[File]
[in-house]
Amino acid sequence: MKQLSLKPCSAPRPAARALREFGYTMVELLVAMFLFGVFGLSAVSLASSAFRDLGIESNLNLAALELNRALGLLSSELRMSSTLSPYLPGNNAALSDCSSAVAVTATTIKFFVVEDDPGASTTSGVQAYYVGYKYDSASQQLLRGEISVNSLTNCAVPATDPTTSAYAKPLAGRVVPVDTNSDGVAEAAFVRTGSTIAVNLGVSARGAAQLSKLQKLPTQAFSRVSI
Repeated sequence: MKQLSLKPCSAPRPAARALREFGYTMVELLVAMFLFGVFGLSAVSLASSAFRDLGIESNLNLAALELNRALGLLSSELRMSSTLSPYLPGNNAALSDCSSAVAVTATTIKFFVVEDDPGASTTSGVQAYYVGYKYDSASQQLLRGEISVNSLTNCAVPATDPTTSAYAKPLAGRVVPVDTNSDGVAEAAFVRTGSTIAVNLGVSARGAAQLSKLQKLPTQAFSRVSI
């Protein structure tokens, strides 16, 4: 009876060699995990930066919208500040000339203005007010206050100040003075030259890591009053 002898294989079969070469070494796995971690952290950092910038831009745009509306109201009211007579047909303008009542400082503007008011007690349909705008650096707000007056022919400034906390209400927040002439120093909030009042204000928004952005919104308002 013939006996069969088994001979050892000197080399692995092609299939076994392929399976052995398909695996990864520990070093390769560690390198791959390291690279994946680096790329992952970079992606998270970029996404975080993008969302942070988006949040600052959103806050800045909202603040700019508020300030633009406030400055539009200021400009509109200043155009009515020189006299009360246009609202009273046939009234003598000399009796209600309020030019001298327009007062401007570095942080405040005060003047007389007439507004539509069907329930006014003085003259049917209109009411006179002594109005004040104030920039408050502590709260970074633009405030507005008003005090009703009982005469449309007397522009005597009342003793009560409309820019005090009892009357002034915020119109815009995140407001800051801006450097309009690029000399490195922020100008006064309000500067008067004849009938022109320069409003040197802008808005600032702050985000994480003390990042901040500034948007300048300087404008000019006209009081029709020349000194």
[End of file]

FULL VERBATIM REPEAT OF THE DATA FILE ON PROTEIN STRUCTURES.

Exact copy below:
[in-house]
Amino acid sequence: MKQLSLKPCSAPRPAARALREFGYTMVELLVAMFLFGVFGLSAVSLASSAFRDLGIESNLNLAALELNRALGLLSSELRMSSTLSPYLPGNNAALSDCSSAVAVTATTIKFFVVEDDPGASTTSGVQAYYVGYKYDSASQQLLRGEISVNSLTNCAVPATDPTTSAYAKPLAGRVVPVDTNSDGVAEAAFVRTGSTIAVNLGVSARGAAQLSKLQKLPTQAFSRVSI
Repeated sequence: MKQLSLKPCSAPRPAARALREFGYTMVELLVAMFLFGVFGLSAVSLASSAFRDLGIESNLNLAALELNRALGLLSSELRMSSTLSPYLPGNNAALSDCSSAVAVTATTIKFFVVEDDPGASTTSGVQAYYVGYKYDSASQQLLRGEISVNSLTNCAVPATDPTTSAYAKPLAGRVVPVDTNSDGVAEAAFVRTGSTIAVNLGVSARGAAQLSKLQKLPTQAFSRVSI
């Protein structure tokens, strides 16, 4: 009876060699995990930066919208500040000339203005007010206050100040003075030259890591009053 002898294989079969070469070494796995971690952290950092910038831009745009509306109201009211007579047909303008009542400082503007008011007690349909705008650096707000007056022919400034906390209400927040002439120093909030009042204000928004952005919104308002 013939006996069969088994001979050892000197080399692995092609299939076994392929399976052995398909695996990864520990070093390769560690390198791959390291690279994946680096790329992952970079992606998270970029996404975080993008969302942070988006949040600052959103806050800045909202603040700019508020300030633009406030400055539009200021400009509109200043155009009515020189006299009360246009609202009273046939009234003598000399009796209600309020030019001298327009007062401007570095942080405040005060003047007389007439507004539509069907329930006014003085003259049917209109009411006179002594109005004040104030920039408050502590709260970074633009405030507005008003005090009703009982005469449309007397522009005597009342003793009560409309820019005090009892009357002034915020119109815009995140407001800051801006450097309009690029000399490195922020100008006064309000500067008067004849009938022109320069409003040197802008808005600032702050985000994480003390990042901040500034948007300048300087404008000019006209009081029709020349000194």